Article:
Posted by: Matt | July 7, 2009

Snow Lake and Beyond (#1003), Alpine Lakes Wilderness

We’ve been out of town visiting with Family and recreating on the San Juan Islands for the last couple of days. But Thursday on the way back over to Ellensburg I was lucky enough to be able to spend an evening climbing over a couple of high mountain passes and past a frozen lake.

My original intent was to run a shorter section of the Pacific Crest Trail, but there were a lot of cars parked at the trail head and I didn’t really feel like competing with the holiday crowds so I drove a bit further and found that there were far fewer people at the Snow Lake trail. Better it was late enough in the day I could look up at sections of the trail where it comes out of the trees and see most of those people on their way back to the parking lot. I parked the car and got ready.

My Salomon shoes are showing their age so yesterday I picked up two pair of La Sportiva Crosslite trail running shoes after trying on about 10 pairs at REI. I liked these shoes in the store because they provide a layer of padding and not much in the way of motion control. Plus the toe-box is large enough to allow for some swelling and they really seemed like they would breathe. I opted to use these figuring if I needed to break them in it was already too late.

Over the previous couple of days I made some more cuts from my Mountain Smith Tour bag removing all the zipper tabs and some excess strap ribbon. Not sure how much weight this saved because I didn’t bring a scale, but when I was done there was a pile of unnecessary stuff sitting on the table. Plain Jane please, no extras for me.

I started up the trail at about 4:30, its steep here and that afternoon pretty warm. The trek up made me work for the views, but it was a welcome exchange of energy slipping in and out of huge stands of conifers and crossing scree fields. Other than the “stairs” at the very beginning of the trial this section is well made and maintained. The stairs are irregular and don’t really seem necessary, but you can get by them pretty quickly.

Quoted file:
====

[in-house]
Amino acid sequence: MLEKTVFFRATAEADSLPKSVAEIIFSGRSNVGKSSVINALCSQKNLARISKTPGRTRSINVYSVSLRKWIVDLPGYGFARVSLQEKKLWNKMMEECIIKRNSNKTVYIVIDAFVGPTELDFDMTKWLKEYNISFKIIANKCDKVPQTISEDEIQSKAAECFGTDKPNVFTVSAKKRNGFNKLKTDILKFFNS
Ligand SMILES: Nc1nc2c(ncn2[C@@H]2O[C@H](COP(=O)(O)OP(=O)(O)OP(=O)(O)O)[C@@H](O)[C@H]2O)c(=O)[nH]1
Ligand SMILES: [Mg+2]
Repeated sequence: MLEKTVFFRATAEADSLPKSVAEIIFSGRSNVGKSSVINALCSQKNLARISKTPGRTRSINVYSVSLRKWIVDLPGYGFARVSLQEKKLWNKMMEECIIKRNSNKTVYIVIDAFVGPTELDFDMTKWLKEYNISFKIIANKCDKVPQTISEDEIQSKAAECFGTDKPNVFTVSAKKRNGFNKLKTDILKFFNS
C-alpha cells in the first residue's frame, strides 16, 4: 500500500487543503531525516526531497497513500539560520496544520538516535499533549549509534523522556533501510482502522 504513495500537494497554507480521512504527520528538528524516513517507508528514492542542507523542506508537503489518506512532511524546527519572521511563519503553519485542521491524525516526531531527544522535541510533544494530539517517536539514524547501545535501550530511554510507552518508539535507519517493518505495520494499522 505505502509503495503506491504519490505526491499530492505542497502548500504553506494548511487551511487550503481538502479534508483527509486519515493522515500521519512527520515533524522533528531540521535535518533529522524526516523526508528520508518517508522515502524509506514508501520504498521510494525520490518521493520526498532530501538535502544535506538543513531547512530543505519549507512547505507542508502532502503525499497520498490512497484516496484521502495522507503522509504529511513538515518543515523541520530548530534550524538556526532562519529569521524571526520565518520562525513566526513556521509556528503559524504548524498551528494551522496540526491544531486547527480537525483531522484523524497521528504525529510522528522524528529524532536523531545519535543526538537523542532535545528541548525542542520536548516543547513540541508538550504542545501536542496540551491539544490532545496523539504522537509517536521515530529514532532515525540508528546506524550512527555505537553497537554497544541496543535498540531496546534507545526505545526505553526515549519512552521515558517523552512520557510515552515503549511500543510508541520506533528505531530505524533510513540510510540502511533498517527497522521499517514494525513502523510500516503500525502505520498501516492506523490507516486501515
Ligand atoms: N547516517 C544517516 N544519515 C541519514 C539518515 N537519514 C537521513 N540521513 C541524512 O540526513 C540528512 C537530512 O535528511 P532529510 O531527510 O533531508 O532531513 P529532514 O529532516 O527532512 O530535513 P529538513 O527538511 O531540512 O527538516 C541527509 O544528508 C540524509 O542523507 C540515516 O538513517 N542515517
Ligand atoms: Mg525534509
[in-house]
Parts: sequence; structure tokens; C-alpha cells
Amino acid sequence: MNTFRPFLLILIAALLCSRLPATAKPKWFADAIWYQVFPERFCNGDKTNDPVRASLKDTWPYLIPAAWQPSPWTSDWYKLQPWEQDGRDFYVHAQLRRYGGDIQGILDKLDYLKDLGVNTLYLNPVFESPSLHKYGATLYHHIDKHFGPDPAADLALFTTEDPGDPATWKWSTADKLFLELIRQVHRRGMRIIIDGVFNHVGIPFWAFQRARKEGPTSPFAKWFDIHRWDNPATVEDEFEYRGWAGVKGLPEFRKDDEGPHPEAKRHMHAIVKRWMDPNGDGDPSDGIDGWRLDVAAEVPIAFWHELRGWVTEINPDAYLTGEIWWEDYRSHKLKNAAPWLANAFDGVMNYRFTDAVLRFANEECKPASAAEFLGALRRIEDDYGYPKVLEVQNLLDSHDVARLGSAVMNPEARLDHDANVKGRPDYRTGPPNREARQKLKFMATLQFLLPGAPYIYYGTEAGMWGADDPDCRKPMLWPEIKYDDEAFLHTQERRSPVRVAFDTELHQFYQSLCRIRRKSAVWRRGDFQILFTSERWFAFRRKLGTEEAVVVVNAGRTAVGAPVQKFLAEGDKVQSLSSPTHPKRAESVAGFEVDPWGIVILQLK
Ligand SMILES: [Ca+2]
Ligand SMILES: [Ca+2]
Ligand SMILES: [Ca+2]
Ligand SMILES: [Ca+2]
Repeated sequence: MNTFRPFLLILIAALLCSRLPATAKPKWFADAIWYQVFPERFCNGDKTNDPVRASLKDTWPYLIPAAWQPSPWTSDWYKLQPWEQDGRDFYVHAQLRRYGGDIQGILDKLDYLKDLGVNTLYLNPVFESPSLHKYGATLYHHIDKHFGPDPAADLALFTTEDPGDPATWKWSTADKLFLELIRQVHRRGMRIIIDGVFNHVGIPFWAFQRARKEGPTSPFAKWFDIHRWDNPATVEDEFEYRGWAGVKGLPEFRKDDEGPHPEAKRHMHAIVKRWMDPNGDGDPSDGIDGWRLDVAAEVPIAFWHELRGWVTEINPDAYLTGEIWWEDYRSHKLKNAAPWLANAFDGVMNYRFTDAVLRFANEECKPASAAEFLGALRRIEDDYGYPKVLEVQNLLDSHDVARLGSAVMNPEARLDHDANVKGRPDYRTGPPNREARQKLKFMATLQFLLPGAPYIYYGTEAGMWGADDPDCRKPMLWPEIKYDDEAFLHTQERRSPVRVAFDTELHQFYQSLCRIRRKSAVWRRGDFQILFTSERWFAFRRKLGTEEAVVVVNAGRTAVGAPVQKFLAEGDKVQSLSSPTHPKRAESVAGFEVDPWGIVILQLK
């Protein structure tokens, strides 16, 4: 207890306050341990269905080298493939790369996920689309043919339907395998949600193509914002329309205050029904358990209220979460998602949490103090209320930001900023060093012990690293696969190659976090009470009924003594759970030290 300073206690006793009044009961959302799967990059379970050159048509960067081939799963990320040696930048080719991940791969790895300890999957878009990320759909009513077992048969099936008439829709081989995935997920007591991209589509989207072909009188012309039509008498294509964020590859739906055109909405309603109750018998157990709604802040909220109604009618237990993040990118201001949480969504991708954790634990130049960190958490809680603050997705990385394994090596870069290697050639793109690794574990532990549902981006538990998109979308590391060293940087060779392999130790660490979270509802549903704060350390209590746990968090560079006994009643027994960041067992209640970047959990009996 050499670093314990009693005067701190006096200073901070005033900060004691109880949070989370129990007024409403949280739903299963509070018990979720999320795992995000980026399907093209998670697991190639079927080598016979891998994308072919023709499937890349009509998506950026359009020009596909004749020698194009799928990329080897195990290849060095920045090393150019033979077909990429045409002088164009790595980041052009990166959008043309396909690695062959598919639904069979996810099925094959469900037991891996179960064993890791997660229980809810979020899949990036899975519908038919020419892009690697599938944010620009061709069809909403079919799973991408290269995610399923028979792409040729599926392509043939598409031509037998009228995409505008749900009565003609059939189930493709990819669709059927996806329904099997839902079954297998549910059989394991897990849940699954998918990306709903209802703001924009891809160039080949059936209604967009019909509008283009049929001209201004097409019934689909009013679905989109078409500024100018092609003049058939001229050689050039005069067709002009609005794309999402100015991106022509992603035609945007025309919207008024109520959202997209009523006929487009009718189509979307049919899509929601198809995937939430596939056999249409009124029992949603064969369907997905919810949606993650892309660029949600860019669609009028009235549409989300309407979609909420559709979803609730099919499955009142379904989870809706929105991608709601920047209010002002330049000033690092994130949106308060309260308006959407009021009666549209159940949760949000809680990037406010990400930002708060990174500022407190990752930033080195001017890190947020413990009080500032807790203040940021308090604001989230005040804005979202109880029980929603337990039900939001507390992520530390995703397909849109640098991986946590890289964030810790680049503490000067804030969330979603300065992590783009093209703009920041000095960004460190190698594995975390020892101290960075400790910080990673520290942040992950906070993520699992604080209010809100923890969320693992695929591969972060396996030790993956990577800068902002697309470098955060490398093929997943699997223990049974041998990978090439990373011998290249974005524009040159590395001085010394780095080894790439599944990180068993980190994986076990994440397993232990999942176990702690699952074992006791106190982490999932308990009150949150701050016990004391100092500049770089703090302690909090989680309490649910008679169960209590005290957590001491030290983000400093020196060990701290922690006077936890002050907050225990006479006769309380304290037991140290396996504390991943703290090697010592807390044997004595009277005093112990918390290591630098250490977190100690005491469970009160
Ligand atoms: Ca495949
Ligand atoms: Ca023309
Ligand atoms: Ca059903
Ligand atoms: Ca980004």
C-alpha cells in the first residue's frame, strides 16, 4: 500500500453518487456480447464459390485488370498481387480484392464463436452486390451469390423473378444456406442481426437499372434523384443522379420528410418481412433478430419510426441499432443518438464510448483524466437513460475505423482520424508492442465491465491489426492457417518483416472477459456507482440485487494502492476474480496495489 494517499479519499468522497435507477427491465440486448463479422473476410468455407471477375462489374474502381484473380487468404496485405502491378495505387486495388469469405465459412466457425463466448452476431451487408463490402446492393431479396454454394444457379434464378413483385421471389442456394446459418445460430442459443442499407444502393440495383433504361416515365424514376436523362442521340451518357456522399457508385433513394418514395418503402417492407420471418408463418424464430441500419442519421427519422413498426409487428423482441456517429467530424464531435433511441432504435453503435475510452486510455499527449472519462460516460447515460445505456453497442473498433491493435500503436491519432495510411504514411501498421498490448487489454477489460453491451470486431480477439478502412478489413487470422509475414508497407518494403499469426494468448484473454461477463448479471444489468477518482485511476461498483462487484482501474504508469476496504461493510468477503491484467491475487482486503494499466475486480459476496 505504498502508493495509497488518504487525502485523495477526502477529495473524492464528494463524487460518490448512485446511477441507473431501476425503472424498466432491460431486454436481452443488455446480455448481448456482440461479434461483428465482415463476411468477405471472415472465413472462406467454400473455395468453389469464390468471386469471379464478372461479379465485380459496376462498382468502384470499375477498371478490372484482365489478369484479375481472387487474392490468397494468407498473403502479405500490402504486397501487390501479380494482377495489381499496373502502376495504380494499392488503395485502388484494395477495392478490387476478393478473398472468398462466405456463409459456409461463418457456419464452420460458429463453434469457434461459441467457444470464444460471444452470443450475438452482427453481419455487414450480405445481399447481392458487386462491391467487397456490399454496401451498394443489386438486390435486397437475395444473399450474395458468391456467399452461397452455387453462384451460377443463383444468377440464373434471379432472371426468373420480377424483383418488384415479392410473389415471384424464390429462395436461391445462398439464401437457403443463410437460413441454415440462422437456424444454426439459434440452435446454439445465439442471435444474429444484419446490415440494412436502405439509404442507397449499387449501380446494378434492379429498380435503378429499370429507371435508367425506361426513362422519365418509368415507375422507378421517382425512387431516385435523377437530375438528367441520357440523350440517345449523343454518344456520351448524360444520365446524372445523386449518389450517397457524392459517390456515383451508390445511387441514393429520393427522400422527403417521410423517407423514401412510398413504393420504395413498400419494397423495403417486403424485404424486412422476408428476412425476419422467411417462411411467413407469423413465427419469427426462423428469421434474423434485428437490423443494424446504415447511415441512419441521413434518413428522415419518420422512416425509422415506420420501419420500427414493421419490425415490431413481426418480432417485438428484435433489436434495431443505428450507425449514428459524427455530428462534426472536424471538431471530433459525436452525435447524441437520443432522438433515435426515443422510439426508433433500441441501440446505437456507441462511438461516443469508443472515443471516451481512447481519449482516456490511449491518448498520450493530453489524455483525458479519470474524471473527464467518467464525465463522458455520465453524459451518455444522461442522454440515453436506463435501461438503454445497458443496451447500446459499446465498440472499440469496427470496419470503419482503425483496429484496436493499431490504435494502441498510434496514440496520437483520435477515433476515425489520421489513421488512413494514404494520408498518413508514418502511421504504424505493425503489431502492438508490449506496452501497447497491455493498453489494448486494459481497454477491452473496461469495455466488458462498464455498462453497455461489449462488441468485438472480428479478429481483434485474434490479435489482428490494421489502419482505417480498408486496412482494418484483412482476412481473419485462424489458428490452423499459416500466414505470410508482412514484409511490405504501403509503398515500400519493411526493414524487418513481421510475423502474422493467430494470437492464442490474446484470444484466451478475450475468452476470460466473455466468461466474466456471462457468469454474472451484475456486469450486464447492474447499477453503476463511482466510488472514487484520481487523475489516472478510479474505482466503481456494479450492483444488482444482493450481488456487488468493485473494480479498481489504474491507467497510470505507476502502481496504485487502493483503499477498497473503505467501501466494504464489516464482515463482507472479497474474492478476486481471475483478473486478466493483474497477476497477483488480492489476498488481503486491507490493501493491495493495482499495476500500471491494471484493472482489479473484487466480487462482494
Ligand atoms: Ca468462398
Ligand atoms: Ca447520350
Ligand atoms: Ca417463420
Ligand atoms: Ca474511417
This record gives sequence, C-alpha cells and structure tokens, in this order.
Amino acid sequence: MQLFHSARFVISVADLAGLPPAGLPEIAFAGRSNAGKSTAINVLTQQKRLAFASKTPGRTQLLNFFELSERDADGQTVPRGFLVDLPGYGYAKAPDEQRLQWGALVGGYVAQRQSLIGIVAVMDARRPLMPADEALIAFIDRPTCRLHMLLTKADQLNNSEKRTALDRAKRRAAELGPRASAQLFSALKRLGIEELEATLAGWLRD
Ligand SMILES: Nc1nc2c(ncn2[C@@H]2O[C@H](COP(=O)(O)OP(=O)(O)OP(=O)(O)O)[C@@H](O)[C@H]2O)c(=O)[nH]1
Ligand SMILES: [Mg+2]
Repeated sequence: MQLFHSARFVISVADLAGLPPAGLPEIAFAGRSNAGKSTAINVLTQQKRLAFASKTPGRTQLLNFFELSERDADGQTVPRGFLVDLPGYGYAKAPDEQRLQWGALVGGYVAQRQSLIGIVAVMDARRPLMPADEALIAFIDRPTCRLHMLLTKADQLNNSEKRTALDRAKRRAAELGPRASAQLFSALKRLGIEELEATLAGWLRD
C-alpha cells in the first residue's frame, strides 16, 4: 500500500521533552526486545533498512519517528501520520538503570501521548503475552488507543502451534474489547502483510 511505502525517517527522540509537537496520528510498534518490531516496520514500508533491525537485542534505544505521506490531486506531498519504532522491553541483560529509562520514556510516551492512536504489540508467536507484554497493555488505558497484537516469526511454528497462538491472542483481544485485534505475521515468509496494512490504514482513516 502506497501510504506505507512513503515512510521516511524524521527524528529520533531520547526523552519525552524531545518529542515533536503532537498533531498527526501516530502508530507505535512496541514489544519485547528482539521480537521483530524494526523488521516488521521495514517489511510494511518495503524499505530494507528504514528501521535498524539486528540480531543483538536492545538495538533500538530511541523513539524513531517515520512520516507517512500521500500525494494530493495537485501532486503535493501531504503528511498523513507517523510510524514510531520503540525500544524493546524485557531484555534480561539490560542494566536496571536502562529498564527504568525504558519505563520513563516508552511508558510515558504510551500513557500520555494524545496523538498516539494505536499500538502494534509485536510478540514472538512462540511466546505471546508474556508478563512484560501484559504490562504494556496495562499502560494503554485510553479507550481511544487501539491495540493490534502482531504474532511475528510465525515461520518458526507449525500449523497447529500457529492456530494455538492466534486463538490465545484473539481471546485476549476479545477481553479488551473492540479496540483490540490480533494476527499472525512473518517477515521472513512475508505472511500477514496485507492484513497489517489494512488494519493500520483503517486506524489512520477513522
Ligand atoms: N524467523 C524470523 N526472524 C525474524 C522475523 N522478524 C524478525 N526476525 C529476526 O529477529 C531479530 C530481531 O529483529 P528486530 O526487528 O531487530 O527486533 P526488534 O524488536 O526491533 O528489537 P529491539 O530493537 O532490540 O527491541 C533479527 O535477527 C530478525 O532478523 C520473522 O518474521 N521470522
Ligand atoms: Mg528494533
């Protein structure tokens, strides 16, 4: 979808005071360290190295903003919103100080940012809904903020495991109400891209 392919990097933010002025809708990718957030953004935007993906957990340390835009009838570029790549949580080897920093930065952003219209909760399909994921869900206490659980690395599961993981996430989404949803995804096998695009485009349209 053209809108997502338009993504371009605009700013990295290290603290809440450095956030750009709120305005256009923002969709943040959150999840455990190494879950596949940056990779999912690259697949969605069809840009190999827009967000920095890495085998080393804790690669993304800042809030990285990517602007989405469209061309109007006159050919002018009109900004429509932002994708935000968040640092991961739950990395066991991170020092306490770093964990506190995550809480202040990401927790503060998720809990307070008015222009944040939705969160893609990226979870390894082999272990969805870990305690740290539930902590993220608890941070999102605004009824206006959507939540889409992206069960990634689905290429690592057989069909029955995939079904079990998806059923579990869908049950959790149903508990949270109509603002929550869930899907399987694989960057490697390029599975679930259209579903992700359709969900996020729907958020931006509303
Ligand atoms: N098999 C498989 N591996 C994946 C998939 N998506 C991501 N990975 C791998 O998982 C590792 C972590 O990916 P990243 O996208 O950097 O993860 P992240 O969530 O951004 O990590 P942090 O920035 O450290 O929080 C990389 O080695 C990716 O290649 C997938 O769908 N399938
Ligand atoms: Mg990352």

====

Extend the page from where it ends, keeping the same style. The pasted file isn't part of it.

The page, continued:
At the pass snow fields started to be the only thing to run on so there I ran. It was a good thing to have the poles with on this trek because the snow was steep in places and slippery. I worked my way around the lake toward the descent on the north side. I ran up the cranny on the north side of the lake where the trail passes over a small hill and down a cliff face.

Trail 1013.3 down Rock Creek into the Middle Fork of the Snoqualmie River hasn’t been touched for a while. The top five or so switch backs are covered in part by snow and ice, but passable if you take a moment to look where you’re going and kick foot holds. Don’t get sloppy here, it’s a long way to the bottom.

The rest of the way down the canyon wall is very overgrown. I turned around and took this photo because this section of trail had been particularly easy to pass over. There are fallen trees and trees that grow over the narrow ledge of the trail. There are a couple of places where the trail is obscured by ferns and other growth that you have to be very careful crossing because there’s the potential to place a foot out into open air and not know it until it’s too late.

As you get lower down the cliff the steepness of the passage decreases and the trail runs through some stands of trees. Pace and increase here because the potential for disaster really decreases. I chugged down the way and made it to a point just above the intersection of trail #1003 before I decided I needed to find water and return up the hill to beat the setting sun.

I filled up my filter bottle and headed back up the trail. By now my arms and legs were utterly covered in scrapes and scratches from the plants that obscure the trail and pushing up through the undergrowth was a lot harder than down. About half way through The Beast came to visit me. We played a while together and I paused for a moment to munch a lime and refill my water bottle at a stream, which game me the upper hand in our struggles. By the time I was crossing the snow fields at the top of the climb I had more or less banished The Beast and seemed to be getting my second wind.

Hell, the sun was starting to set and there was alpine glow and a nearly full moon hovering in the sky to the south. The Beast didn’t stand a chance.


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